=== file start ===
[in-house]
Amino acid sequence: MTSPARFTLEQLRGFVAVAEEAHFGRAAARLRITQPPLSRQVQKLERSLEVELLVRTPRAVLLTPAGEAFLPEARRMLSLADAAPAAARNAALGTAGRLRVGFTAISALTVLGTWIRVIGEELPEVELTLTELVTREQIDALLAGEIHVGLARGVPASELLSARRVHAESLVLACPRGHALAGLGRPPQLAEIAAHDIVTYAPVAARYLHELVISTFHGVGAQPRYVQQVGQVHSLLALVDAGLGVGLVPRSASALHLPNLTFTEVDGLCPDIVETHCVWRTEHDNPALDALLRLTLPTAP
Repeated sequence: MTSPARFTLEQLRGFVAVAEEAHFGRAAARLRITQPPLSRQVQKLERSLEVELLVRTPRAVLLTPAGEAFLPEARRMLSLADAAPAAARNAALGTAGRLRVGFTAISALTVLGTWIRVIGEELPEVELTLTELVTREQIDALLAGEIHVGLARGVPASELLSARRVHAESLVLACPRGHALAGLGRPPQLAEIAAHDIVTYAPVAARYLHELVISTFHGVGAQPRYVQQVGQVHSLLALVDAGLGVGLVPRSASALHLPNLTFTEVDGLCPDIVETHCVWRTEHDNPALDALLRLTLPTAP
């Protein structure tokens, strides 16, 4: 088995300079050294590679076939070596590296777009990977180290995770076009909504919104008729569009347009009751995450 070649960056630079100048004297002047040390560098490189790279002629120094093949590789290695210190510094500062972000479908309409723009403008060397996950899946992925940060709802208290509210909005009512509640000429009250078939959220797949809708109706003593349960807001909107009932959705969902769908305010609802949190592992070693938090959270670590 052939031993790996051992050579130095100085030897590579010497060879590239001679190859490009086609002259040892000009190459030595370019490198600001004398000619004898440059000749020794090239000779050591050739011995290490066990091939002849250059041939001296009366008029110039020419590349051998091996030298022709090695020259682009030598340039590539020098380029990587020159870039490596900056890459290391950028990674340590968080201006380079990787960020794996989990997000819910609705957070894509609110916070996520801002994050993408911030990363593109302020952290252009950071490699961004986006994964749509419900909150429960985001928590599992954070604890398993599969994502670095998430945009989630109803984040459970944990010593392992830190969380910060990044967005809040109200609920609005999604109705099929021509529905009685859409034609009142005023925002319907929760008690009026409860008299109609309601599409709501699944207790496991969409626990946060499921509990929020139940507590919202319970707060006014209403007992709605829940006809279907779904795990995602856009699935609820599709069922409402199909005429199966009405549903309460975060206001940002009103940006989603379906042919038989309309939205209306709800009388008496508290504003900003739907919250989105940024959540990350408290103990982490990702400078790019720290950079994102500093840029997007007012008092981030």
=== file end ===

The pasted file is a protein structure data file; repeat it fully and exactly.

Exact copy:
[in-house]
Amino acid sequence: MTSPARFTLEQLRGFVAVAEEAHFGRAAARLRITQPPLSRQVQKLERSLEVELLVRTPRAVLLTPAGEAFLPEARRMLSLADAAPAAARNAALGTAGRLRVGFTAISALTVLGTWIRVIGEELPEVELTLTELVTREQIDALLAGEIHVGLARGVPASELLSARRVHAESLVLACPRGHALAGLGRPPQLAEIAAHDIVTYAPVAARYLHELVISTFHGVGAQPRYVQQVGQVHSLLALVDAGLGVGLVPRSASALHLPNLTFTEVDGLCPDIVETHCVWRTEHDNPALDALLRLTLPTAP
Repeated sequence: MTSPARFTLEQLRGFVAVAEEAHFGRAAARLRITQPPLSRQVQKLERSLEVELLVRTPRAVLLTPAGEAFLPEARRMLSLADAAPAAARNAALGTAGRLRVGFTAISALTVLGTWIRVIGEELPEVELTLTELVTREQIDALLAGEIHVGLARGVPASELLSARRVHAESLVLACPRGHALAGLGRPPQLAEIAAHDIVTYAPVAARYLHELVISTFHGVGAQPRYVQQVGQVHSLLALVDAGLGVGLVPRSASALHLPNLTFTEVDGLCPDIVETHCVWRTEHDNPALDALLRLTLPTAP
């Protein structure tokens, strides 16, 4: 088995300079050294590679076939070596590296777009990977180290995770076009909504919104008729569009347009009751995450 070649960056630079100048004297002047040390560098490189790279002629120094093949590789290695210190510094500062972000479908309409723009403008060397996950899946992925940060709802208290509210909005009512509640000429009250078939959220797949809708109706003593349960807001909107009932959705969902769908305010609802949190592992070693938090959270670590 052939031993790996051992050579130095100085030897590579010497060879590239001679190859490009086609002259040892000009190459030595370019490198600001004398000619004898440059000749020794090239000779050591050739011995290490066990091939002849250059041939001296009366008029110039020419590349051998091996030298022709090695020259682009030598340039590539020098380029990587020159870039490596900056890459290391950028990674340590968080201006380079990787960020794996989990997000819910609705957070894509609110916070996520801002994050993408911030990363593109302020952290252009950071490699961004986006994964749509419900909150429960985001928590599992954070604890398993599969994502670095998430945009989630109803984040459970944990010593392992830190969380910060990044967005809040109200609920609005999604109705099929021509529905009685859409034609009142005023925002319907929760008690009026409860008299109609309601599409709501699944207790496991969409626990946060499921509990929020139940507590919202319970707060006014209403007992709605829940006809279907779904795990995602856009699935609820599709069922409402199909005429199966009405549903309460975060206001940002009103940006989603379906042919038989309309939205209306709800009388008496508290504003900003739907919250989105940024959540990350408290103990982490990702400078790019720290950079994102500093840029997007007012008092981030």